Internet of Things tipped to emerge as a security threat in 2014: ISF
- 03 December, 2013 12:48
The Internet of Things (IoT) is forecast to become a major security risk in 2014 as more products that connect online emerge, according to a predictions report by the Information Security Forum (ISF).
ISF global vice-president, Steve Durbin, said that the rise of technology, which encompasses the diverse collection of non-PC, non-server objects that connect to the Internet, is releasing a “new surge” of opportunities for data gathering, predictive analytics and IT automation.
However, this also means that devices such as smart TVs could act as new attack vectors.
According to Durbin, it should be up to vendors to set security standards for the IoT.
“The security threats are potentially devastating so organisations must ensure that technology for both consumers and companies adhere to high standards of safety and security,” he said.
“As we move into 2014, attacks will continue to become more innovative and sophisticated. Businesses of all sizes must prepare for the unknown so they have the flexibility to withstand unexpected, high impact security events.”
Turning to cloud computing, Durbin said that enterprises should “get to grips” with the information security implications before placing data in the cloud.
“All organisations must know whether the data they are holding about an individual is Personally Identifiable Information [PII] and needs protection,” Durbin said.
He warned that different countries’ regulations impose different requirements on whether PII can be transferred across borders.
“Some have no additional requirements while others have detailed regulations. In order to determine what cross-border transfers will occur with a cloud-based system, an organisation needs to determine whether the information will be stored and processed.”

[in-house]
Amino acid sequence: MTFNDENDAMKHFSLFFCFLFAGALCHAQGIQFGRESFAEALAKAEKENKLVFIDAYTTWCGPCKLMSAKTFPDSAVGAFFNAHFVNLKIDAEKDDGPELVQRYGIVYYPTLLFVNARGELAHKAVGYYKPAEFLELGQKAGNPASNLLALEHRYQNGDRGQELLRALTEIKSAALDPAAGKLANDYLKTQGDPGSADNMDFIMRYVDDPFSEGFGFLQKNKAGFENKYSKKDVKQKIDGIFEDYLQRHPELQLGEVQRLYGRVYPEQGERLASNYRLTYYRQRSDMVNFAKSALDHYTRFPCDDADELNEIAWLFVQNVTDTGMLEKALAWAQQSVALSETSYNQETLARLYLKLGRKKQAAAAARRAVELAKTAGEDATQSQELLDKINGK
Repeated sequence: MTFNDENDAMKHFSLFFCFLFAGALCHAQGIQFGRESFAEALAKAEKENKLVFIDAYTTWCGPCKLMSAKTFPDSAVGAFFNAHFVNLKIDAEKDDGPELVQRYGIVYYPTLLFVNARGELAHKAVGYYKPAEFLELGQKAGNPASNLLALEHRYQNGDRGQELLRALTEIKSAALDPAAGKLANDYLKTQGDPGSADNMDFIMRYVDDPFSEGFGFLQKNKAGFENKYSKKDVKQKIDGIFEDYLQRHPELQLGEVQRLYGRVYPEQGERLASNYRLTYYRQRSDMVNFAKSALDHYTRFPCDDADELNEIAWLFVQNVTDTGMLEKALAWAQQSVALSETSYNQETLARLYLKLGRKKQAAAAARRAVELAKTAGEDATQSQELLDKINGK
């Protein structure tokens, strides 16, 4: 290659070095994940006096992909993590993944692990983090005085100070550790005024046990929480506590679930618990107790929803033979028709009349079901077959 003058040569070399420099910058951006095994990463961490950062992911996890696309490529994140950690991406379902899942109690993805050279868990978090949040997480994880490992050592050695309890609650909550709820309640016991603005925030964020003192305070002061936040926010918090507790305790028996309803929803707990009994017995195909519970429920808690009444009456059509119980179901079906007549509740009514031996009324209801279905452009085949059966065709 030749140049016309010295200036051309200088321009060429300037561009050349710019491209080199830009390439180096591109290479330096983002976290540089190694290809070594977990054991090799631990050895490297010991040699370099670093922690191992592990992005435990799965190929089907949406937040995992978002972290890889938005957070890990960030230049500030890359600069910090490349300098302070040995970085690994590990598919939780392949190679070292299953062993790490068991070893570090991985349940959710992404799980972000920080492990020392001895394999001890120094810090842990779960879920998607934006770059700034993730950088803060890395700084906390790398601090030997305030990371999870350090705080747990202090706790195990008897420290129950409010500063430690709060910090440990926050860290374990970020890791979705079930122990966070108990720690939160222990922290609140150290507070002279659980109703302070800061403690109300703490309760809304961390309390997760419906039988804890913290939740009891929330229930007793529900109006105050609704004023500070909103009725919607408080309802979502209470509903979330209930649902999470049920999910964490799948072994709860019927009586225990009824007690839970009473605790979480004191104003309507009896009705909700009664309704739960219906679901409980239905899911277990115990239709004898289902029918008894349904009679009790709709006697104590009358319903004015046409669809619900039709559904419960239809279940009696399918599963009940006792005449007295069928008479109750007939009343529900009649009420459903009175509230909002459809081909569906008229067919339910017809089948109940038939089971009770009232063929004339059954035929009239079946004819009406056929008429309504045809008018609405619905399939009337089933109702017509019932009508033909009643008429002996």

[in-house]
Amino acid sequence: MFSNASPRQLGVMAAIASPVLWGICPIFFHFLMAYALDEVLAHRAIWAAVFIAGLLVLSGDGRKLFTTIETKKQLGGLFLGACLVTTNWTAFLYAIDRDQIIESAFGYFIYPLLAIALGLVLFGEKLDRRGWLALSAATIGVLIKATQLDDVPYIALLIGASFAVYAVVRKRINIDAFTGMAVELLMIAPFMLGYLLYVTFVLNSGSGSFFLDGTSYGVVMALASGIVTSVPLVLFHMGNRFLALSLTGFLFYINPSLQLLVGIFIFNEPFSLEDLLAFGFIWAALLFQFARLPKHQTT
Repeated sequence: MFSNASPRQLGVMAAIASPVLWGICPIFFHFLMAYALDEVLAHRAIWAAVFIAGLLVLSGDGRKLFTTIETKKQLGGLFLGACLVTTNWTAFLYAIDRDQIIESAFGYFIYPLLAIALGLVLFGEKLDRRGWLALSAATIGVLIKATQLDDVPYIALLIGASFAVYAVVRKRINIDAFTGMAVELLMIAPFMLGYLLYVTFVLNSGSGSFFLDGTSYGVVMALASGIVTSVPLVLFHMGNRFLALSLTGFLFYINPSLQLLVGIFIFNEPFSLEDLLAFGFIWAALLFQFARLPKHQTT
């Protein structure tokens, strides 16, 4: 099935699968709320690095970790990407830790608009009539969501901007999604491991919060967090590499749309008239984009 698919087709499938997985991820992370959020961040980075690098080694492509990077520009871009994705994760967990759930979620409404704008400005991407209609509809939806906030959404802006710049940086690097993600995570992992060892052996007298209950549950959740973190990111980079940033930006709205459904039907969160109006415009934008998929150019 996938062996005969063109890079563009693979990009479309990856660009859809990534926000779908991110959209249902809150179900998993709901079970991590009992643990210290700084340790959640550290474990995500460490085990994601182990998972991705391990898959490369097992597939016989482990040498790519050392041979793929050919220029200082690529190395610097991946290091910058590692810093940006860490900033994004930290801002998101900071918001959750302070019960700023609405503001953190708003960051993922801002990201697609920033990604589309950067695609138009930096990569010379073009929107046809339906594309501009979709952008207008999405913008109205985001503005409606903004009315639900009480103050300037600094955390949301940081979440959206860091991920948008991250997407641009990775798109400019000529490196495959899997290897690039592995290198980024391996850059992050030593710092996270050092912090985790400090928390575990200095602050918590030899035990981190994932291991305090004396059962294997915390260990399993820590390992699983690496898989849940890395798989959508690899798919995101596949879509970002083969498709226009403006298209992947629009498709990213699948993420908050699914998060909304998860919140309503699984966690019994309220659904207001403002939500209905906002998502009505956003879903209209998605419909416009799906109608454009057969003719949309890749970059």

Continuing on the subject of personal information, Durbin said that most governments around the world have created regulations that impose conditions on the use of PII with penalties for organisations that fail to protect it.
Australian Privacy Commissioner, Timothy Pilgrim, is set to get a range of new powers in March 2014 when the Privacy Amendment (Enhancing Privacy Protection) Bill 2012 comes into effect.
Under the Bill, which was passed by Parliament in November 2012, Pilgrim will be able to seek civil penalties of up to $340,000 for individuals or up to $1.7 million for companies in the case of a serious breach of privacy.
“Organisations need to treat privacy as both a compliance and business risk issue in order to reduce commercial impacts such as reputational damage due to privacy breaches,” said Durbin.
According to the ISF, the Internet is now a “hunting ground” for criminals, activists and terrorists motivated to make money or bring down government websites through online attacks.
An Indonesian based hacker claimed responsibility for attacking the Australian Federal Police’s website in November. The attack was reportedly a response to media reports that Australian spies tried to listen to the calls of Indonesian president Susilo Bambang Yudhoyono, his wife and senior ministers during 2009.
“Cybercrime, along with the increase in hacktivism, coupled with regulatory requirements can all combine to create the perfect threat storm,” Durbin said.
“Organisations that identify what the business relies on most will be well placed to quantify the business case to invest in resilience, therefore minimising the impact of the unforeseen.”
Bring your own security risk
The ISF has forecast bring your own device (BYOD) as a continuing threat for next year. According to Durbin, this is because risks stem from mismanagement of the smartphone or tablet, external manipulation of software vulnerabilities and the deployment of poorly tested business applications. “If the BYOD risks are too high for your organisation today, stay abreast of developments,” he said.
“If the risks are acceptable, ensure your BYOD program is in place and well structured.”
Durbin warned that if business information is stored unprotected on personal devices, it could result in a company facing accidental disclosures if the device is lost or stolen.
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